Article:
Courting college students and young voters who are critical to his re-election, Obama has stressed college affordability. In a rare moment of solidarity, Romney sided with Obama on legislation the president signed this month to prevent interest rate increases on new loans to college students.
Back in 2003, Romney’s higher education plan in Massachusetts was crafted with help from Romney’s former business consultant colleagues at Bain and Co. It was part of his efforts to close a $3 billion state budget gap.
Romney called for dismantling the 59,000-student university system, spinning off the flagship Amherst campus, privatizing three schools and merging six campuses. He wanted to group campuses by regions to share administrative services and cut costs. He wanted to boost tuition by as much as 28 percent, while adding $44 million to financial aid.
Romney said his plan would save about $150 million overall.
Yet it was Romney’s proposal to eliminate Bulger’s job and his entire $14 million-a-year office as overseer of the university’s five campuses — Romney called it an unnecessary layer of bureaucracy — that stirred the most controversy.
Bulger branded Romney’s plan a “corporate takeover” by a wealthy former venture capitalist with scant understanding of public education.
Bulger had been president of the Massachusetts Senate for 17 years when he was appointed to the UMass post by Republican Gov. William Weld in 1996. To critics, Bulger symbolized the system’s rampant cronyism.
He ruled the Senate with a bullying style, brokering back-room deals while rewarding friends and punishing critics.
Bulger is a younger brother of James “Whitey” Bulger, who was among the FBI’s most wanted fugitives while Romney was governor.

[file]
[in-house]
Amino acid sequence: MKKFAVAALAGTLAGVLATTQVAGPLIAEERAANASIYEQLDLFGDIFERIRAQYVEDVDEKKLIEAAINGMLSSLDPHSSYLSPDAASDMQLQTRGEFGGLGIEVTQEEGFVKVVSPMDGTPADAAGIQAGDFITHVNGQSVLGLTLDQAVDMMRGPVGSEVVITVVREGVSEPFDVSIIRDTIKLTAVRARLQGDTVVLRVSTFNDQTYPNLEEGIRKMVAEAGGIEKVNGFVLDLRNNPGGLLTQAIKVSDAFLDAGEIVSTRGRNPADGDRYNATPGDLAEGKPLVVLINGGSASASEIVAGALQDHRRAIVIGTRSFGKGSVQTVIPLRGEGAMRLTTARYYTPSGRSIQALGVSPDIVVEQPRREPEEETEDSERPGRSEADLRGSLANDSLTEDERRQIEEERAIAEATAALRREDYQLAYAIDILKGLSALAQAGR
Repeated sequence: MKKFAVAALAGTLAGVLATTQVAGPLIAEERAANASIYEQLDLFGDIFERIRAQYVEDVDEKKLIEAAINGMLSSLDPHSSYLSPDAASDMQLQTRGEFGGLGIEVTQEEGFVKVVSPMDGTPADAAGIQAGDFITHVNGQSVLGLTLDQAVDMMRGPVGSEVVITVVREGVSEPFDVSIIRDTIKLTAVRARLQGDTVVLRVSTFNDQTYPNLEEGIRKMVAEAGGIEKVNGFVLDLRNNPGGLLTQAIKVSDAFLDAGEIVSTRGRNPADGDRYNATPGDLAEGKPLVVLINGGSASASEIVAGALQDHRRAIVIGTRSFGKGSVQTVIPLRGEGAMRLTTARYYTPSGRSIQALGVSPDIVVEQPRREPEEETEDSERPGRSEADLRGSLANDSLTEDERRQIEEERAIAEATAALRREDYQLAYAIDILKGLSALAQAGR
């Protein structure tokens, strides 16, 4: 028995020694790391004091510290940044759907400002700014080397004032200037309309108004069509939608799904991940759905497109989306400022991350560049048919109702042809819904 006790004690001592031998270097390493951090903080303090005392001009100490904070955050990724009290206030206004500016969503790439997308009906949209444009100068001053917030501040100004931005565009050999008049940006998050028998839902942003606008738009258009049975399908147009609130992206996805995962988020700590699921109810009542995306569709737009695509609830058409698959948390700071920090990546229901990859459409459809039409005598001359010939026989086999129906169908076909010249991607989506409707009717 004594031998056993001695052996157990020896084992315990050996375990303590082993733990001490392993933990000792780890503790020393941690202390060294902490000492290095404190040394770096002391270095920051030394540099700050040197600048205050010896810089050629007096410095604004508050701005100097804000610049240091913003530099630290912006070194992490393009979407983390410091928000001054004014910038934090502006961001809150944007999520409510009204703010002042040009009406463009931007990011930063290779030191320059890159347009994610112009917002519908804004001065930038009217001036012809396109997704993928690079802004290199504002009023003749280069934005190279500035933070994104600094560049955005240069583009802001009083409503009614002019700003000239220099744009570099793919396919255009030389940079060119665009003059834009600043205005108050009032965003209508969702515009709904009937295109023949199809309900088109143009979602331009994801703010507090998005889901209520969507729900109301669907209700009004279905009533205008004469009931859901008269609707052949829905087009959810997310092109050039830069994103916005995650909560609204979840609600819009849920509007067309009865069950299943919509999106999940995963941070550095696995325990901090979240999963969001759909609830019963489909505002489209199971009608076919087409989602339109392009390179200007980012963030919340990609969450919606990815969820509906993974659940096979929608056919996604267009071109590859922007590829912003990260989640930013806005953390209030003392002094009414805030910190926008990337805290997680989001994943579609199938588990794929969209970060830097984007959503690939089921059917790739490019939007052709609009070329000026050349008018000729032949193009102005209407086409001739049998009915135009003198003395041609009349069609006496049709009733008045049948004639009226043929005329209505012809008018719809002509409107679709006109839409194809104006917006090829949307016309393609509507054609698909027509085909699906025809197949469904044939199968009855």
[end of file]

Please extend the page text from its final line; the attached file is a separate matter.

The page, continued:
For years Whitey Bulger had fed the FBI information on his New England Mafia rivals and allegedly got away with murder and other brutal crimes while being protected by a corrupt FBI handler. Whitey Bulger disappeared in 1995. He was caught in Los Angeles a year ago and is awaiting federal trial for his alleged role in 19 murders.
In late 2002, William Bulger invoked his Fifth Amendment rights and refused to testify before a congressional committee probing the FBI’s use of mob informants.
Romney fumed, calling Bulger’s reluctance to testify “inappropriate.” Bulger finally testified in 2003 after being granted immunity. But Romney said Bulger didn’t cooperate enough with the investigation and called him unfit to lead UMass.
Bulger eventually stepped down amid public pressure. Romney never revived his stalled higher education plan.
Romney critics said his attacks on Bulger hurt UMass’ reputation. But Republican political analyst Jim Nuzzo said the fight to shake Bulger’s hold on UMass paved the way for future changes.
“Bulger symbolized old-style crony politics,” Nuzzo said. “Bulger represented everything that had to be changed if we were going to see real change in higher education, and Romney knew that.”